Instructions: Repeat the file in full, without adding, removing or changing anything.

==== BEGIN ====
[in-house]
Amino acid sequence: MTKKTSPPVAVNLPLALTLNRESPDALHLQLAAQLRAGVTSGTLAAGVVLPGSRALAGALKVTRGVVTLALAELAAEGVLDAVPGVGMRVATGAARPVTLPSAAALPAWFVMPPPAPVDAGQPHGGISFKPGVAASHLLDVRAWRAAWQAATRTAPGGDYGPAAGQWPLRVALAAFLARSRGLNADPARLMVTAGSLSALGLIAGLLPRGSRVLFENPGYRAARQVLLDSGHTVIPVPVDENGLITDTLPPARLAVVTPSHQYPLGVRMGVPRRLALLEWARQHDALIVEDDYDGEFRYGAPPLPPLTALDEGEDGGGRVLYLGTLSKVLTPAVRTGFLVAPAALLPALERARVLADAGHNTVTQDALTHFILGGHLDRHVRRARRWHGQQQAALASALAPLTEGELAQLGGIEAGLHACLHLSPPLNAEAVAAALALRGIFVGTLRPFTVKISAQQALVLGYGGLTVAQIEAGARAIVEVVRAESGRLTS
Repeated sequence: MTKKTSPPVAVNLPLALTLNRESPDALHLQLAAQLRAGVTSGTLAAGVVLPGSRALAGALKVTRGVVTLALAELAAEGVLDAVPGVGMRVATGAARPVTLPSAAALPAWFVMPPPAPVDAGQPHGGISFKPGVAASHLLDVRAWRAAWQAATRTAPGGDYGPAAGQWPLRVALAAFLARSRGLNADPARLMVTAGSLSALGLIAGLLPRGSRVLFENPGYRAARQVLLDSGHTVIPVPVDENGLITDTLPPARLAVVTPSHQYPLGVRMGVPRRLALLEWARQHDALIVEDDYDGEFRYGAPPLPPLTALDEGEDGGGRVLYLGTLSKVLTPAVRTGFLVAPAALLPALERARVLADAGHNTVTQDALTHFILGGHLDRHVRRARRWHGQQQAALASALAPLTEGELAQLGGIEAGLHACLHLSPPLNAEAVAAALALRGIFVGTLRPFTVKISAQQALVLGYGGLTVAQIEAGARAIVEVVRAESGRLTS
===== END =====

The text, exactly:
[in-house]
Amino acid sequence: MTKKTSPPVAVNLPLALTLNRESPDALHLQLAAQLRAGVTSGTLAAGVVLPGSRALAGALKVTRGVVTLALAELAAEGVLDAVPGVGMRVATGAARPVTLPSAAALPAWFVMPPPAPVDAGQPHGGISFKPGVAASHLLDVRAWRAAWQAATRTAPGGDYGPAAGQWPLRVALAAFLARSRGLNADPARLMVTAGSLSALGLIAGLLPRGSRVLFENPGYRAARQVLLDSGHTVIPVPVDENGLITDTLPPARLAVVTPSHQYPLGVRMGVPRRLALLEWARQHDALIVEDDYDGEFRYGAPPLPPLTALDEGEDGGGRVLYLGTLSKVLTPAVRTGFLVAPAALLPALERARVLADAGHNTVTQDALTHFILGGHLDRHVRRARRWHGQQQAALASALAPLTEGELAQLGGIEAGLHACLHLSPPLNAEAVAAALALRGIFVGTLRPFTVKISAQQALVLGYGGLTVAQIEAGARAIVEVVRAESGRLTS
Repeated sequence: MTKKTSPPVAVNLPLALTLNRESPDALHLQLAAQLRAGVTSGTLAAGVVLPGSRALAGALKVTRGVVTLALAELAAEGVLDAVPGVGMRVATGAARPVTLPSAAALPAWFVMPPPAPVDAGQPHGGISFKPGVAASHLLDVRAWRAAWQAATRTAPGGDYGPAAGQWPLRVALAAFLARSRGLNADPARLMVTAGSLSALGLIAGLLPRGSRVLFENPGYRAARQVLLDSGHTVIPVPVDENGLITDTLPPARLAVVTPSHQYPLGVRMGVPRRLALLEWARQHDALIVEDDYDGEFRYGAPPLPPLTALDEGEDGGGRVLYLGTLSKVLTPAVRTGFLVAPAALLPALERARVLADAGHNTVTQDALTHFILGGHLDRHVRRARRWHGQQQAALASALAPLTEGELAQLGGIEAGLHACLHLSPPLNAEAVAAALALRGIFVGTLRPFTVKISAQQALVLGYGGLTVAQIEAGARAIVEVVRAESGRLTS